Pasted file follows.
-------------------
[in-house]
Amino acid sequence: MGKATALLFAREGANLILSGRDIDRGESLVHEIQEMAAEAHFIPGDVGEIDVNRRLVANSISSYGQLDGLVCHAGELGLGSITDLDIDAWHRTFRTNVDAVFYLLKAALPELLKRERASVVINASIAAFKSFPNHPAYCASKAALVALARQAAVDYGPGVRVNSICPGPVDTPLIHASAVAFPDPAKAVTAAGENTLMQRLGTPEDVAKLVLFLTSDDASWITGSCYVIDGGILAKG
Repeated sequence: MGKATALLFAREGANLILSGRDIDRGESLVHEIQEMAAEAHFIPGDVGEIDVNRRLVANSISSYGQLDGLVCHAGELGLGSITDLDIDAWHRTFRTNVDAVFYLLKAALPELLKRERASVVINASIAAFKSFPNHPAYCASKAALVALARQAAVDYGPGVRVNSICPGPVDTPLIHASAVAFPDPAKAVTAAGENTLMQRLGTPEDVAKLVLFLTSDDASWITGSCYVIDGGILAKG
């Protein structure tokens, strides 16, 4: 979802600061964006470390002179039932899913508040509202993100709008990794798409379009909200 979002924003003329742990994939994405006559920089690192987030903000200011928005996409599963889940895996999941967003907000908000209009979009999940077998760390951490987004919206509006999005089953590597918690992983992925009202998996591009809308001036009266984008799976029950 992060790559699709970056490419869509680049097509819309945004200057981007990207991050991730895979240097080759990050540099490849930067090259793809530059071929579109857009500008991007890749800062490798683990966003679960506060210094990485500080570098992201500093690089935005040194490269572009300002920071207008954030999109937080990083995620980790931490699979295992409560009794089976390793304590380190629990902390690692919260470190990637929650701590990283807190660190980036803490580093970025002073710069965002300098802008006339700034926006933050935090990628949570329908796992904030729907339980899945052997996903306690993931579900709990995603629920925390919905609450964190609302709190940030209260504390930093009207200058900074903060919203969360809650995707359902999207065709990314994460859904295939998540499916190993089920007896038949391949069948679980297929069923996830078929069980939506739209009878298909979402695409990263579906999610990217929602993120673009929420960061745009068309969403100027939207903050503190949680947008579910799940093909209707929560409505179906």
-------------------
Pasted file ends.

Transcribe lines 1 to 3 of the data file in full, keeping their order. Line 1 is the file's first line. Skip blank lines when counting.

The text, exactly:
[in-house]
Amino acid sequence: MGKATALLFAREGANLILSGRDIDRGESLVHEIQEMAAEAHFIPGDVGEIDVNRRLVANSISSYGQLDGLVCHAGELGLGSITDLDIDAWHRTFRTNVDAVFYLLKAALPELLKRERASVVINASIAAFKSFPNHPAYCASKAALVALARQAAVDYGPGVRVNSICPGPVDTPLIHASAVAFPDPAKAVTAAGENTLMQRLGTPEDVAKLVLFLTSDDASWITGSCYVIDGGILAKG
Repeated sequence: MGKATALLFAREGANLILSGRDIDRGESLVHEIQEMAAEAHFIPGDVGEIDVNRRLVANSISSYGQLDGLVCHAGELGLGSITDLDIDAWHRTFRTNVDAVFYLLKAALPELLKRERASVVINASIAAFKSFPNHPAYCASKAALVALARQAAVDYGPGVRVNSICPGPVDTPLIHASAVAFPDPAKAVTAAGENTLMQRLGTPEDVAKLVLFLTSDDASWITGSCYVIDGGILAKG